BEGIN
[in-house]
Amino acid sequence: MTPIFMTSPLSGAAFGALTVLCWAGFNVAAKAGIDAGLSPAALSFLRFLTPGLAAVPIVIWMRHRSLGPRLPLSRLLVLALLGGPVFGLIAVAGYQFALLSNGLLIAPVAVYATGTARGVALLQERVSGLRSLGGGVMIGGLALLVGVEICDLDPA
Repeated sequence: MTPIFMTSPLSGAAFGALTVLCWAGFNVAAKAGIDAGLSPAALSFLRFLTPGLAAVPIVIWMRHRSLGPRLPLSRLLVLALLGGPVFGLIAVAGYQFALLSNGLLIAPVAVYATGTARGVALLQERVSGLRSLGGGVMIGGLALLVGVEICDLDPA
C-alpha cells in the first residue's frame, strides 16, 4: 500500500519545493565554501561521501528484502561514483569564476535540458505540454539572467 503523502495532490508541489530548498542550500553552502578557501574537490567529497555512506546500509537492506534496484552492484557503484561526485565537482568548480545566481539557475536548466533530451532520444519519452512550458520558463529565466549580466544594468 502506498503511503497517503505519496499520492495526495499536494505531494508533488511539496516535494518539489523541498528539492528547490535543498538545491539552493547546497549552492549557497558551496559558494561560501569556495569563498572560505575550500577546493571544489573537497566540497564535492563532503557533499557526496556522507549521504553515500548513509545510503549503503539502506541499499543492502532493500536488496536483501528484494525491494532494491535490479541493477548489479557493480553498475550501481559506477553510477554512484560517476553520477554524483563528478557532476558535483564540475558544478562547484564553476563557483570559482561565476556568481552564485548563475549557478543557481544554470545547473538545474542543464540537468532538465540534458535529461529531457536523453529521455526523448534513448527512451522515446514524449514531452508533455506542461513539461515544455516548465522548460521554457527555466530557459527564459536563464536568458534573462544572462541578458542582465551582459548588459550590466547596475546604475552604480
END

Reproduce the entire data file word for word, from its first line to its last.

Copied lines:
[in-house]
Amino acid sequence: MTPIFMTSPLSGAAFGALTVLCWAGFNVAAKAGIDAGLSPAALSFLRFLTPGLAAVPIVIWMRHRSLGPRLPLSRLLVLALLGGPVFGLIAVAGYQFALLSNGLLIAPVAVYATGTARGVALLQERVSGLRSLGGGVMIGGLALLVGVEICDLDPA
Repeated sequence: MTPIFMTSPLSGAAFGALTVLCWAGFNVAAKAGIDAGLSPAALSFLRFLTPGLAAVPIVIWMRHRSLGPRLPLSRLLVLALLGGPVFGLIAVAGYQFALLSNGLLIAPVAVYATGTARGVALLQERVSGLRSLGGGVMIGGLALLVGVEICDLDPA
C-alpha cells in the first residue's frame, strides 16, 4: 500500500519545493565554501561521501528484502561514483569564476535540458505540454539572467 503523502495532490508541489530548498542550500553552502578557501574537490567529497555512506546500509537492506534496484552492484557503484561526485565537482568548480545566481539557475536548466533530451532520444519519452512550458520558463529565466549580466544594468 502506498503511503497517503505519496499520492495526495499536494505531494508533488511539496516535494518539489523541498528539492528547490535543498538545491539552493547546497549552492549557497558551496559558494561560501569556495569563498572560505575550500577546493571544489573537497566540497564535492563532503557533499557526496556522507549521504553515500548513509545510503549503503539502506541499499543492502532493500536488496536483501528484494525491494532494491535490479541493477548489479557493480553498475550501481559506477553510477554512484560517476553520477554524483563528478557532476558535483564540475558544478562547484564553476563557483570559482561565476556568481552564485548563475549557478543557481544554470545547473538545474542543464540537468532538465540534458535529461529531457536523453529521455526523448534513448527512451522515446514524449514531452508533455506542461513539461515544455516548465522548460521554457527555466530557459527564459536563464536568458534573462544572462541578458542582465551582459548588459550590466547596475546604475552604480